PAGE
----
Beta’s Alia Makes a Highly-charged Trip

Dean Sigler Announcements, Batteries, Electric Powerplants, Sky Taxis, Sustainable Aviation Leave a Comment

Beta Technologies has taken an all or nothing approach from its beginning, designing charging stations and flight crew centers to complement its aerial vehicles.  Last month, Beta got a chance to show at least part of its cross-country ambitions.

A Six-State Outing

From May 23 to May 24, Betas Alia 250 eVTOL (electric Vertical Take Off and Landing) aircraft made one of the longest cross-country flights at that time for such a vehicle.   Alia did not take advantage of its vertical capabilities, relying instead on conventional runway-borne takeoffs and landings.

Alia’s route from Plattsburgh to Bentonville followed four existing Beta charging stations

The total flight from Plattsburgh to Bentonville covered 1,355 miles (2,181 kilometers) and took almost 12 hours – about like a similar flight in a Cessna 172.

Charging Stations

Beta has planned well-thought-out charging stations to complement the craft and crews.  Each 480-Volt station has a landing platform roof, crew quarters with sleeping and bath accommodations and, of course, a charger.  The current route included stops where the Beta charging station was not available, and took advantage of existing charges, as a Springfield, Ohio, where the flight was stuck for four days because of weather.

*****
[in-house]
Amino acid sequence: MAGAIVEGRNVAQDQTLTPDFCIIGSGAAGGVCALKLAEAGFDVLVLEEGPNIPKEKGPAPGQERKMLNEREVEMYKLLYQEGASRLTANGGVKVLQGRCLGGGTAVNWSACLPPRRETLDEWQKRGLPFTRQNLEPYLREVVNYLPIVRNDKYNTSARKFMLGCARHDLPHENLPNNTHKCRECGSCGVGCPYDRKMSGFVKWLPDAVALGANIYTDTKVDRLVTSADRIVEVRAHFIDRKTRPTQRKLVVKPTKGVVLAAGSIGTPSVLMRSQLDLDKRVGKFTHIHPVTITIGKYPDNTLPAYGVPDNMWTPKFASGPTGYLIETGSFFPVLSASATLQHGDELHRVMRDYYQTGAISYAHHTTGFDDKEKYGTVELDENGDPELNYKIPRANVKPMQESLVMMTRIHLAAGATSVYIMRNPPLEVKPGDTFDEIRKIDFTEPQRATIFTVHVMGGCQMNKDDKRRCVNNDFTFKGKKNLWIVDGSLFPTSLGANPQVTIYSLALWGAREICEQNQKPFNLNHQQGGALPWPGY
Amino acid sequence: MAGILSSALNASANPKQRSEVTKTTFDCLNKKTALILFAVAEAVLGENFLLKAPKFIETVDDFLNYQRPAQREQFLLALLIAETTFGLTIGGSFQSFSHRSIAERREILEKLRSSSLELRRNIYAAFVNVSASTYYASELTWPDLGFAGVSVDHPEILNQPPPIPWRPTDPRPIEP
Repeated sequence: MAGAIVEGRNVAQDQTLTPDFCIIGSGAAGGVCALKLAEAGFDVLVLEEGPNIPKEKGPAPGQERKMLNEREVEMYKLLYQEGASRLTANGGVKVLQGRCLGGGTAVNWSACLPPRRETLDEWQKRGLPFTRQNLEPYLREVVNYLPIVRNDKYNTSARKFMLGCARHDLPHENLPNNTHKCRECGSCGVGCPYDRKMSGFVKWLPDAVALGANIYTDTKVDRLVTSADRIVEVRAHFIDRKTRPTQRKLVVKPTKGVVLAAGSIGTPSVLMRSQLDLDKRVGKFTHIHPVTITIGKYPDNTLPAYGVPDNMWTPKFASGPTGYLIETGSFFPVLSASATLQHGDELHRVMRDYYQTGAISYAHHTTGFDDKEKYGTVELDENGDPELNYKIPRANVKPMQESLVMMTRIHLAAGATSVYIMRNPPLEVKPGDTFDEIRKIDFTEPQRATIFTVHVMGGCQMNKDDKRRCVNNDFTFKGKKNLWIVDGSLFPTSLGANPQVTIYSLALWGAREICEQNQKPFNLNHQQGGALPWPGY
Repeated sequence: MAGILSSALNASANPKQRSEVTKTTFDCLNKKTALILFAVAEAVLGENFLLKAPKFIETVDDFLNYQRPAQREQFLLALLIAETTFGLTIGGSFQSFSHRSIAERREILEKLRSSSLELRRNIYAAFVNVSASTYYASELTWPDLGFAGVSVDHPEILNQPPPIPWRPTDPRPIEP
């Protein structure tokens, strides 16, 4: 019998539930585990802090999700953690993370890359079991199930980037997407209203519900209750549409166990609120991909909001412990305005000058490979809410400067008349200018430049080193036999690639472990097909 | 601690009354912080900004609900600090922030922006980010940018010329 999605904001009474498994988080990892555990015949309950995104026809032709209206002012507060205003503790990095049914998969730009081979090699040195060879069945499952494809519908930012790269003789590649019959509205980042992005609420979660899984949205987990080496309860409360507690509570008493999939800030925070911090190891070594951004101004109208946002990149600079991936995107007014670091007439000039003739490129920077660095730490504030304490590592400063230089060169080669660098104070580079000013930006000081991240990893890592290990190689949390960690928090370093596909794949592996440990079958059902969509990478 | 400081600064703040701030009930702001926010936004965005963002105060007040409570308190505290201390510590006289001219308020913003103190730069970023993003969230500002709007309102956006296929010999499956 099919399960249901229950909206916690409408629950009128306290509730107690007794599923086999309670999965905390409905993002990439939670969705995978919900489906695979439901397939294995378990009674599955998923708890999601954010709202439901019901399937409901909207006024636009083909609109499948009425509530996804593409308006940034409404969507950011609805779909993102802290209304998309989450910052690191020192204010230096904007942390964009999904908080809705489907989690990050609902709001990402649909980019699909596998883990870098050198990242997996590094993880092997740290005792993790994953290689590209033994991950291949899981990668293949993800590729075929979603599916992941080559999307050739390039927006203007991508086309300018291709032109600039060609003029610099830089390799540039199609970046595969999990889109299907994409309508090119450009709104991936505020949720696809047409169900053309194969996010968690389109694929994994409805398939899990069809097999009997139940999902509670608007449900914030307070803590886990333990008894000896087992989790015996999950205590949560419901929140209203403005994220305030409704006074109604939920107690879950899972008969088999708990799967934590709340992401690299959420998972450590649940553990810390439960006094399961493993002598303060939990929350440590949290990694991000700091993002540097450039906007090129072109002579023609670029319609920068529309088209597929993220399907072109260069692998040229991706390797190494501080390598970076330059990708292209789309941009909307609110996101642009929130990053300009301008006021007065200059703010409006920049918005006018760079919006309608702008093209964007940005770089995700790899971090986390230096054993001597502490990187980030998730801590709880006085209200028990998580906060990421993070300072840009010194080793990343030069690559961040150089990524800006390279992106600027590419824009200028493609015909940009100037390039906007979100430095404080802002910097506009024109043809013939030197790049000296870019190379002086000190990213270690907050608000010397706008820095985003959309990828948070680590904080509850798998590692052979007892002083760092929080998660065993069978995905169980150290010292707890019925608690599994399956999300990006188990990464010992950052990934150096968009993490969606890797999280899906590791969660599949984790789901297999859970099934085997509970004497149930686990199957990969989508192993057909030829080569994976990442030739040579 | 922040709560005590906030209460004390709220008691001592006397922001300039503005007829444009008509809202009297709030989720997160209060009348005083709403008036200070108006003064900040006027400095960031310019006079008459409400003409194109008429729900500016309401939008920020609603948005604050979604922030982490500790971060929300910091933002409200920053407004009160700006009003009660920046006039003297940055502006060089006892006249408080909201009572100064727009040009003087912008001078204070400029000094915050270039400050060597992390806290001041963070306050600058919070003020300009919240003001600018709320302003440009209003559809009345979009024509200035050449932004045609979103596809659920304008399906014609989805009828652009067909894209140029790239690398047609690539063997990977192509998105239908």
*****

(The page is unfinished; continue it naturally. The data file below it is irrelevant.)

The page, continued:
When not using a Beta charging station, crew charged Alia with fossil-fuel-generated electricity, as in Springfield stop

Even though the team was able to take advantage of four stops at Beta stations, they had to charge in some instances from stations with electricity supplied by their own fossil-fuel-burning generator.  A “fill-up” cost $19 in electricity for the Alia, though, compared to $800 for the Cessna Caravan chase plane.

The Route Followed Existing Charging Stations

Going from Plattsburgh, Vermont to Bentonville, Arkansas followed the beginning of a charger network being developed by Beta.  As one can see on the map, Beta Alia’s, and probably other electric aircraft, could navigate along several paths from the Northeast corner of the United States with short hops to Canada, the Caribbean, or Mexico.

Existing and planned Beta charging stations will provide low-cost “fuel” for electric flight

The Future

Clark Kyle, head of Beta Technologies, will undoubtedly expand his network.  As part of its AFWERX Agility Prime program, the Air Force is learning to fly eVTOLs with Beta’s assistance.  CAE, a software, training, and simulation firm, has partnered with Beta Technologies to develop a “best-in[-class” training program for eVTOL aviation.

A pair of U.S. Air Force pilots became the first military personnel to fly an eVTOL aircraft in a crewed flight when they took the controls of Beta’s Alia prototype. Pictured here on the left is Major Jonathan Appleby and Beta test pilot Camron Guthrie. (Image: Beta Technologies)

These partnerships and recent orders for passenger and cargo versions of Alia portend a great future for Beta Technologies.  As batteries improve and range anxiety becomes less of a factor in electric flight, Beta seems destined to have been a trailblazer in the new technology.  They’ve got a great team, and they’re all learning to fly as part of their employment.  Talk about fringe benefits!

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